aphrodisiac honey

The aphrodisiac history of honey

Also called the nectar of Aphrodite, honey is one of the most seductive foods in the world. Sticky, viscous, deliciously sweet, it is as much a sensual experience as it is a delicious indulgence.

What most honey lovers don’t realize is that this liquid gold’s finest property is in its variety. What do I mean? Well, you see there are styles of this viscous sweetener to suit every mood. In fact, experts say that there are as many variations of honey as there are styles of wine. In flavor and body, honeys run from bold and thick as molasses to soft and creamy as butter. Some honeys are as rich as maple syrup and perfect for pancakes. While others are as aromatic as a bouquet of spring wildflowers.

Honey’s history and lore

And there are almost as many legends about honey’s aphrodisiac powers as there are varieties of this sweet syrup. It is traditionally offered at Indian weddings to symbolize the sweetness of life. In addition, the word honeymoon stems from a wish for a sweet marriage. Furthermore, this viscous liquid gold was used by many cultures as a symbol of fertility. And it often symbolized more than fertility. In some cultures it was linked with sex. In fact, Hippocrates, the famed Greek physician, prescribed it for sexual vigor. He was also fond of recommending a drink of milk and honey to induce sexual ecstasy.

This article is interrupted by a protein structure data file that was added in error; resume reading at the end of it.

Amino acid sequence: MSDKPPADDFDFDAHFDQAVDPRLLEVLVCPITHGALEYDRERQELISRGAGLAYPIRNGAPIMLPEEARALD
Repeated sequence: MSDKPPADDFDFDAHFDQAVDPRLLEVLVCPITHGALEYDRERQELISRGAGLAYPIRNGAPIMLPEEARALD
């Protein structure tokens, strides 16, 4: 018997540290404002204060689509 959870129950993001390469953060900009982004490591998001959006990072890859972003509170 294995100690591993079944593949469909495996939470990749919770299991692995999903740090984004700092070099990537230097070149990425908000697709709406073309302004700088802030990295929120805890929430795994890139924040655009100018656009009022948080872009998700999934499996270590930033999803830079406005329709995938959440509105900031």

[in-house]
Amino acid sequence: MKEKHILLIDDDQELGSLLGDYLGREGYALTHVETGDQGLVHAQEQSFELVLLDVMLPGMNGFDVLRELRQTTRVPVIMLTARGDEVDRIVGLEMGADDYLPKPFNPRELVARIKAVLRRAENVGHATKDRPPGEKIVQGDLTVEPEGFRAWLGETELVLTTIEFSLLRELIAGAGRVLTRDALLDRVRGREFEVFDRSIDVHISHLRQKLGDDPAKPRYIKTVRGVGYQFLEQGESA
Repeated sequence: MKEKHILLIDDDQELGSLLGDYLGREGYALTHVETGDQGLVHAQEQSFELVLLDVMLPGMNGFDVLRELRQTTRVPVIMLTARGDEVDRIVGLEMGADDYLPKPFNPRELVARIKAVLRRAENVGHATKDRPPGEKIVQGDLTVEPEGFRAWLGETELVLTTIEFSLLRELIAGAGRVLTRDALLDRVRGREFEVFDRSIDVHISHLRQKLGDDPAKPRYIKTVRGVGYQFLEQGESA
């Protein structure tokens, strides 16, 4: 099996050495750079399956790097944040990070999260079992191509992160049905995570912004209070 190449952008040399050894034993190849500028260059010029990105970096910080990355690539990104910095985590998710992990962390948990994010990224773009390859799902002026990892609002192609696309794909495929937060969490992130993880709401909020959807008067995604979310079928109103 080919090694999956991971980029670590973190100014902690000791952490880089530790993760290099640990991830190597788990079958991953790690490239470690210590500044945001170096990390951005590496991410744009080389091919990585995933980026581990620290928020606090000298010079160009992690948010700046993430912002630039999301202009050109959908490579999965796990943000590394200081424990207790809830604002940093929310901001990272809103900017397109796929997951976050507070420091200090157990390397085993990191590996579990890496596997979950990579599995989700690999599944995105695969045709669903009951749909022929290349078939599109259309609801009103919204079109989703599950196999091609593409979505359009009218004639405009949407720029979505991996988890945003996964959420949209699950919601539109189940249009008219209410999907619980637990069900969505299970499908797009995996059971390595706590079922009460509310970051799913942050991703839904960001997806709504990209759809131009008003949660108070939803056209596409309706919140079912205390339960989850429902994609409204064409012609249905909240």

The nutritional link

Honey provides a quick shot of natural sugar. But beyond its ability to provide fast energy, it contains about 2% vitamins and minerals essential to sexual health. One of those key components is boron, a nutrient believed to regulate hormones. Most interestingly to those who believe honey is linked to sexual vigor, it just so happens that it increases nitric oxide, which is released in the blood stream during arousal.

Even in manufacturing, honey’s lore is pure romance. Culled by honeybees, it is created from the nectar of flowers, the ultimate emblem of sexual ripeness.

Photo by Zsuzsanna Kilian.

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